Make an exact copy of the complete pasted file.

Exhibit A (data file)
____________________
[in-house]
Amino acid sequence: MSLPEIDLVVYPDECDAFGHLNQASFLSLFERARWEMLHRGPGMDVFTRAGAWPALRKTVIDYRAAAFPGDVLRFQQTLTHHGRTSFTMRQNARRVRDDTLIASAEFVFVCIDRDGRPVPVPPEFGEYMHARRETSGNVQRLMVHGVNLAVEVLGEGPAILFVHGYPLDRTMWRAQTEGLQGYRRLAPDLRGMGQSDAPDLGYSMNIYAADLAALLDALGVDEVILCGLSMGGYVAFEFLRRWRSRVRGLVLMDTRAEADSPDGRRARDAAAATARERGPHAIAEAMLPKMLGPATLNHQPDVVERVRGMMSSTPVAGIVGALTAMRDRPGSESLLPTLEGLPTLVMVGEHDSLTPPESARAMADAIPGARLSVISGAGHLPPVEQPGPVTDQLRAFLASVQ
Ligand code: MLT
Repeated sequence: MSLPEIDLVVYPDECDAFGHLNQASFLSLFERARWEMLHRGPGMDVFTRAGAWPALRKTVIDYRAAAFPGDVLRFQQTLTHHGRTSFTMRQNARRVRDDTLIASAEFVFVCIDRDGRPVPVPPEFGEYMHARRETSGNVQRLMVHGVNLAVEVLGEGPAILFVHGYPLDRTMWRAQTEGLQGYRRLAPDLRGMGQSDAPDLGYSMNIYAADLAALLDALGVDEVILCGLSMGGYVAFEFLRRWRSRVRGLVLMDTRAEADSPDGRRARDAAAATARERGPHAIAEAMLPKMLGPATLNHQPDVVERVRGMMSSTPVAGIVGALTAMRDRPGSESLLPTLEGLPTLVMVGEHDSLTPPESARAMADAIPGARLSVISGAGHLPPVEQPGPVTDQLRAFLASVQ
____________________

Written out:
[in-house]
Amino acid sequence: MSLPEIDLVVYPDECDAFGHLNQASFLSLFERARWEMLHRGPGMDVFTRAGAWPALRKTVIDYRAAAFPGDVLRFQQTLTHHGRTSFTMRQNARRVRDDTLIASAEFVFVCIDRDGRPVPVPPEFGEYMHARRETSGNVQRLMVHGVNLAVEVLGEGPAILFVHGYPLDRTMWRAQTEGLQGYRRLAPDLRGMGQSDAPDLGYSMNIYAADLAALLDALGVDEVILCGLSMGGYVAFEFLRRWRSRVRGLVLMDTRAEADSPDGRRARDAAAATARERGPHAIAEAMLPKMLGPATLNHQPDVVERVRGMMSSTPVAGIVGALTAMRDRPGSESLLPTLEGLPTLVMVGEHDSLTPPESARAMADAIPGARLSVISGAGHLPPVEQPGPVTDQLRAFLASVQ
Ligand code: MLT
Repeated sequence: MSLPEIDLVVYPDECDAFGHLNQASFLSLFERARWEMLHRGPGMDVFTRAGAWPALRKTVIDYRAAAFPGDVLRFQQTLTHHGRTSFTMRQNARRVRDDTLIASAEFVFVCIDRDGRPVPVPPEFGEYMHARRETSGNVQRLMVHGVNLAVEVLGEGPAILFVHGYPLDRTMWRAQTEGLQGYRRLAPDLRGMGQSDAPDLGYSMNIYAADLAALLDALGVDEVILCGLSMGGYVAFEFLRRWRSRVRGLVLMDTRAEADSPDGRRARDAAAATARERGPHAIAEAMLPKMLGPATLNHQPDVVERVRGMMSSTPVAGIVGALTAMRDRPGSESLLPTLEGLPTLVMVGEHDSLTPPESARAMADAIPGARLSVISGAGHLPPVEQPGPVTDQLRAFLASVQ